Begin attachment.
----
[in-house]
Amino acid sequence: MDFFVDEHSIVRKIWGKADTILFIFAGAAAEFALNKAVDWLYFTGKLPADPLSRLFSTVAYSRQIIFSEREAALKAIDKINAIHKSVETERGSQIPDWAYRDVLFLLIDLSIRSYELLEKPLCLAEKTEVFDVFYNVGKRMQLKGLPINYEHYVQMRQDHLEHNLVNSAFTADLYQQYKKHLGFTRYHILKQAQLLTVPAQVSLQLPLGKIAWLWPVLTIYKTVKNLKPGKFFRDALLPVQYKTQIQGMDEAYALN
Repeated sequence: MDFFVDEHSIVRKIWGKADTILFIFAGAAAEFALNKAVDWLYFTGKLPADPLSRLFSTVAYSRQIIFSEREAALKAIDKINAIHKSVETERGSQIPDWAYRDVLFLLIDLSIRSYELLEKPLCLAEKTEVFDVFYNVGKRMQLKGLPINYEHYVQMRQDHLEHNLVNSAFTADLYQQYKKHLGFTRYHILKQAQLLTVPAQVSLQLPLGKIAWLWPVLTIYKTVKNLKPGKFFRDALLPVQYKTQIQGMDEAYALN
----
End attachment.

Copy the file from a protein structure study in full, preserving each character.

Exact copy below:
[in-house]
Amino acid sequence: MDFFVDEHSIVRKIWGKADTILFIFAGAAAEFALNKAVDWLYFTGKLPADPLSRLFSTVAYSRQIIFSEREAALKAIDKINAIHKSVETERGSQIPDWAYRDVLFLLIDLSIRSYELLEKPLCLAEKTEVFDVFYNVGKRMQLKGLPINYEHYVQMRQDHLEHNLVNSAFTADLYQQYKKHLGFTRYHILKQAQLLTVPAQVSLQLPLGKIAWLWPVLTIYKTVKNLKPGKFFRDALLPVQYKTQIQGMDEAYALN
Repeated sequence: MDFFVDEHSIVRKIWGKADTILFIFAGAAAEFALNKAVDWLYFTGKLPADPLSRLFSTVAYSRQIIFSEREAALKAIDKINAIHKSVETERGSQIPDWAYRDVLFLLIDLSIRSYELLEKPLCLAEKTEVFDVFYNVGKRMQLKGLPINYEHYVQMRQDHLEHNLVNSAFTADLYQQYKKHLGFTRYHILKQAQLLTVPAQVSLQLPLGKIAWLWPVLTIYKTVKNLKPGKFFRDALLPVQYKTQIQGMDEAYALN